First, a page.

• For always giving without expecting anything back in return. I don’t think I would be where I am today if you hadn’t taken those two months off before my board exams and nagged lazy me all day long to study. I hated you for it then but thank God you didn’t let a small thing like teenage resentment discourage you.
  • For eating into your meagre savings so that we could get to see Europe with you.
  • For making sure all my favourite food gets cooked when I come home. Even if it means that I always leave a little (or a lot depending on the length of my stay) fatter than when I arrived.
  • For accepting Jai even though he did not fit the mould of what the family thought was right for me. For trusting in my choice and my judgement.
  • For the lovely wedding that you put together for me. Even though the money was tight and you only had my brother to help you out, it could not have been grander or more perfect.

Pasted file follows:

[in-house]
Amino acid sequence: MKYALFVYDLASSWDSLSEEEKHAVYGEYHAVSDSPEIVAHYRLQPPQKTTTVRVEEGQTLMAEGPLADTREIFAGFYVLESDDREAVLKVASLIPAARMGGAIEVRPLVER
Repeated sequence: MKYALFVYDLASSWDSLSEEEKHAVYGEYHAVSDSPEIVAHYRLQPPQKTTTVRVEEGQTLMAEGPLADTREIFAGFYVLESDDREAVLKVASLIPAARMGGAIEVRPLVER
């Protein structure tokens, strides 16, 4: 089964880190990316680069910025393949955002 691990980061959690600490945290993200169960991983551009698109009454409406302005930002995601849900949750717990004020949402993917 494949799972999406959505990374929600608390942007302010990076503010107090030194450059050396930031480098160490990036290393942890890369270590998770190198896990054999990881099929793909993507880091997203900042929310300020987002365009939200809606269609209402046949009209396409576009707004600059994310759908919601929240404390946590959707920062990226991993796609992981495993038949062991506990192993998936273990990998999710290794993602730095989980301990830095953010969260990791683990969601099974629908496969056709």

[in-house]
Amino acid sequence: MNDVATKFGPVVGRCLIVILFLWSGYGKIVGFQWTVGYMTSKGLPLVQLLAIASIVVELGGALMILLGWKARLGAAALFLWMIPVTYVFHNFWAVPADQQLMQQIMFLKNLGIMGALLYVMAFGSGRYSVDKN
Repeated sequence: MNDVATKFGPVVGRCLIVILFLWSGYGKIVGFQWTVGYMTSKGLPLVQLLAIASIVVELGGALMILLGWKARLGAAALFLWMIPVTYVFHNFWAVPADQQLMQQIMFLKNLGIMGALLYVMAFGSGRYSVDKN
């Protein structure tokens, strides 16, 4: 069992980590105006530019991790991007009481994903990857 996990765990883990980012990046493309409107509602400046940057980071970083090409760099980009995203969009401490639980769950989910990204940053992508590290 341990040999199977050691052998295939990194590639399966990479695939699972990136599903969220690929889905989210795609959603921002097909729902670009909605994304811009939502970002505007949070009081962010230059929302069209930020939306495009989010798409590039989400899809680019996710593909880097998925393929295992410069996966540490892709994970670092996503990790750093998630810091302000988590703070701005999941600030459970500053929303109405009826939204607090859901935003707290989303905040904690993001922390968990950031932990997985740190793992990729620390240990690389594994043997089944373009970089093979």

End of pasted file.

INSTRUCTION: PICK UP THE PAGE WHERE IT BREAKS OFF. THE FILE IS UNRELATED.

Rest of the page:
• For coming to Mumbai both times I moved house to help me to cope with the madness of moving.
  • For seeing me through the first few months after Ayaan was born. For teaching me how to tie his nappy. For teaching me how to bathe him. For teaching me the ‘rock-him-to-sleep-on-your-knees’ technique that gave some much needed respite to my aching back and arm muscles.
  • For taking my dogs when I couldn’t keep them any more and giving them a loving, happy home.
  • For becoming more and more of a friend and less of a mother as the years go by.
  • For listening patiently to my daily (and sometimes boring) updates and discussions about Ayaan. For always having a reassuring word of advice when I hit a roadblock.
  • For being a mother that I can model myself on. If Ayaan grows up half as healthy and well adjusted as I did, I will consider myself a successful mother.